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Better Sex Better Body: Exercising for the Libido

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Most women in their late 40s and 50s consider going to the grocery store, cleaning house, and the occasional sexual activity—once a month—the extent of their exercise routine. In fact, most days, the extent of my exercise routine seems to be getting up and getting dressed; considering the jaunt to the kitchen to be over-kill.

However, everyone needs to exercise and the end result of firming up your body is to find renewed interest in things that you used to enjoy. The experts say you will feel fresher, more appealing, and younger, although they do not mention the appeal of sweat as an added plus in the games of sex. The reasoning behind exercise is that it increases the hormone flow within the body, strengthens muscles, and develops prolonged stamina.

According to Paul Pearsall, Ph.D., and author of the book Superimmunity, sex boosts chemicals in the body that protect against disease. It promotes heart health and lengthens the life span, along with combating depression, and easing joint and muscle pain. He recommends stretches, pelvic lifts, butterflies, yoga, swimming, cycling, push-ups, sit-ups, walking, and aerobic exercises to increase the blood flow, strengthen muscles used during sex, and enhancing the libido. The full article and further explanations (for exercising) may be found on the Discovery Health web site.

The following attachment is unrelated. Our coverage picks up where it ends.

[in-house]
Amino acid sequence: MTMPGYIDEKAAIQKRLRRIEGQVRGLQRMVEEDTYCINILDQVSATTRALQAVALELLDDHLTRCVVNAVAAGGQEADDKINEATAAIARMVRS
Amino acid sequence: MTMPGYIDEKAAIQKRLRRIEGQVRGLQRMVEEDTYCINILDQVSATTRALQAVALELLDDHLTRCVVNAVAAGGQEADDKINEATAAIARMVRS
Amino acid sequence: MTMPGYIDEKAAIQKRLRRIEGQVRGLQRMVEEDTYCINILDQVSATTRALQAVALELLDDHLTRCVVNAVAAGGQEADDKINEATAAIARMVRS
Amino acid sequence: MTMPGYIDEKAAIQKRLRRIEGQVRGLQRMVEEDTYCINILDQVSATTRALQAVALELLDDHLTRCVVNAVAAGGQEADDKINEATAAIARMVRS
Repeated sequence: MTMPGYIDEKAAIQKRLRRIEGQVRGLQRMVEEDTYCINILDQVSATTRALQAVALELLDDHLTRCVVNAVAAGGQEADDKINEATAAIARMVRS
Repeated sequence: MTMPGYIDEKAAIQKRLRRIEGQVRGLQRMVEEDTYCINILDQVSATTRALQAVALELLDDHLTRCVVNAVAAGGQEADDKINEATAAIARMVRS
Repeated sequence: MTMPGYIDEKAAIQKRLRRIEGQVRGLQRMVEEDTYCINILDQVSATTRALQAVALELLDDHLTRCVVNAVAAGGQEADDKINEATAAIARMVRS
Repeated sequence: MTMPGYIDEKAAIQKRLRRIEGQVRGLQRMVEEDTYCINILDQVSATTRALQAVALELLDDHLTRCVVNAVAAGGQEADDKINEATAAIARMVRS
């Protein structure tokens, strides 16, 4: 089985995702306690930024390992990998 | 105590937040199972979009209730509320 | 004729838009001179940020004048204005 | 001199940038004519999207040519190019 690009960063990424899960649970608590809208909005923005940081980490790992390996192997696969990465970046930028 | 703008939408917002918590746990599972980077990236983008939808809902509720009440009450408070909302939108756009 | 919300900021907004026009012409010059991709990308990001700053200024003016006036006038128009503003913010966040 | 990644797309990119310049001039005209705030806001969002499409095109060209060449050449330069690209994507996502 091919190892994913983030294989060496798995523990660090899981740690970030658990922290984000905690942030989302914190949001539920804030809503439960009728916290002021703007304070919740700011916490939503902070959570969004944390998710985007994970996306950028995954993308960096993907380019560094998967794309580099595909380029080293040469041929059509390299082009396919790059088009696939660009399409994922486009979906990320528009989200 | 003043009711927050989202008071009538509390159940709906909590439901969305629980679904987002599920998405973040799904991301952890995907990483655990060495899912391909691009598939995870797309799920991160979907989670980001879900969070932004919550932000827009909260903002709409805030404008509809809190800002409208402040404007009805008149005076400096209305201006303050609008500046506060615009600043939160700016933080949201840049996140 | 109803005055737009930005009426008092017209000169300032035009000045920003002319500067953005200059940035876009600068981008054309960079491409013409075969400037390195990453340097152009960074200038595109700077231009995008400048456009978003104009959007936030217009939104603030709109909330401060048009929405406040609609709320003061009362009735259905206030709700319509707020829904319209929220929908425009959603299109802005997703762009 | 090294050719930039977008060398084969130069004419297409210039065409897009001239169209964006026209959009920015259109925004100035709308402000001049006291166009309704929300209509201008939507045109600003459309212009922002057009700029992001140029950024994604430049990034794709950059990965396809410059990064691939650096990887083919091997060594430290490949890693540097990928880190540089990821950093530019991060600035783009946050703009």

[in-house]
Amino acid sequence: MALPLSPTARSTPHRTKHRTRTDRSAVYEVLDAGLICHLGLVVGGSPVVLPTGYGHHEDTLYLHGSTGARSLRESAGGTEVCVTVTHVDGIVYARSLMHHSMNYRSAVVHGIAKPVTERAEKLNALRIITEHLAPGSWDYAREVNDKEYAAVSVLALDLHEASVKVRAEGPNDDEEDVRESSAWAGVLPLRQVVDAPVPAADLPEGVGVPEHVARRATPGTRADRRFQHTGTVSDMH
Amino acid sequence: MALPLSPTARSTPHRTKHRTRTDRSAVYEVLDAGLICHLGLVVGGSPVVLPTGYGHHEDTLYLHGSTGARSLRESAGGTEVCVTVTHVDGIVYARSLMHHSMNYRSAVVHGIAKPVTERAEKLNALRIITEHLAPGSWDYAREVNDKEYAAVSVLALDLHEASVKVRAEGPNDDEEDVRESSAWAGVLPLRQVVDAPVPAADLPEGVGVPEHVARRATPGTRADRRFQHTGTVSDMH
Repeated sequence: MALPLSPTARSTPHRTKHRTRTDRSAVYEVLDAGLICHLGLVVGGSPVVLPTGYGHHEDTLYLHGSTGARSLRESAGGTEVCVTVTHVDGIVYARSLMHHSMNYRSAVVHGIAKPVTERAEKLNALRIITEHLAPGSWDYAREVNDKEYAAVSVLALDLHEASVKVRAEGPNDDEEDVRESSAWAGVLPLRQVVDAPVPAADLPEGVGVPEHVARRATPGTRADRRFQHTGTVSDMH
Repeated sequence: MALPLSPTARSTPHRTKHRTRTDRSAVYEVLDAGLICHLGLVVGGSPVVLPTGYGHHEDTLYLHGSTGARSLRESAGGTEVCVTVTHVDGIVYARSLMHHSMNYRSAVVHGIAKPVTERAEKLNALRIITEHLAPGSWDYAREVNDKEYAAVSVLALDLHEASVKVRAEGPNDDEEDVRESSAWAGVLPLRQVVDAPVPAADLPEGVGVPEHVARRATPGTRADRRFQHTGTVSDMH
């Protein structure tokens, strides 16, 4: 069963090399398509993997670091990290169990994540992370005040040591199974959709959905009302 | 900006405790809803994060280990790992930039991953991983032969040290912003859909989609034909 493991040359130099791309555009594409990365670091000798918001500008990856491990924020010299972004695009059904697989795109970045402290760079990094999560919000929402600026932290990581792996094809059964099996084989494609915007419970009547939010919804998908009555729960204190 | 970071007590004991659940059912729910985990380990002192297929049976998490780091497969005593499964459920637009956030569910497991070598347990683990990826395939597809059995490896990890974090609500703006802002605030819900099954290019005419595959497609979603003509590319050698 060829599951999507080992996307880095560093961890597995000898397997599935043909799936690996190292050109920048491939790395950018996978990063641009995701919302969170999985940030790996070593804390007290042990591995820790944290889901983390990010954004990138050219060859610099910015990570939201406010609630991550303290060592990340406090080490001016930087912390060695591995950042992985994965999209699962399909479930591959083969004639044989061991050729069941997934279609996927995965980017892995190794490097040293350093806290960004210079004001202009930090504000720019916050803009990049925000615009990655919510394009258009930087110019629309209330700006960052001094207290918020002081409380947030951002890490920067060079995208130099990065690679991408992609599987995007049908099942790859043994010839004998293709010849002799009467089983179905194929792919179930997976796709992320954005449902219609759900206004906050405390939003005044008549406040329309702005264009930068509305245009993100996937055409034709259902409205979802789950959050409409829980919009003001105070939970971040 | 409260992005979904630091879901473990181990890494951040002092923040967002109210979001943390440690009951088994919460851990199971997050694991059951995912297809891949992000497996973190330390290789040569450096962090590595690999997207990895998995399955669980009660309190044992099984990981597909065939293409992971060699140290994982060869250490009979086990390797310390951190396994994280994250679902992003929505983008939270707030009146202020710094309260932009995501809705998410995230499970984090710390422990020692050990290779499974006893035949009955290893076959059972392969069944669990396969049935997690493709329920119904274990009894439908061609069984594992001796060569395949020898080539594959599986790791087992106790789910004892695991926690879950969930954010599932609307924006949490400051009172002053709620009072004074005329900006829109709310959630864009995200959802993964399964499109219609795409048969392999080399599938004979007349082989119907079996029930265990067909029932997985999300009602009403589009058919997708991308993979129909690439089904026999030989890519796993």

Jim Pfaus, Ph.D., of Concordia University in Montreal, studies the biology of sexual desire and says that by increasing your blood flow, you will have a much easier time getting aroused. He does warn that too much exercise, such as that experienced while training for a triathlon or long-distance running, may have the opposite effect. It is important to note that extreme exercise regiments may lead to lack of interest in sex, and may stop ovulation and menstruation. Both men recommend Kegel—exercising the vaginal muscle—exercise to strengthen and enhance muscle control. More on the Pfaus findings may be found on A Healthy Me web site.

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We value and respect our HERWriters' experiences, but everyone is different. Many of our writers are speaking from personal experience, and what's worked for them may not work for you. Their articles are not a substitute for medical advice, although we hope you can gain knowledge from their insight.

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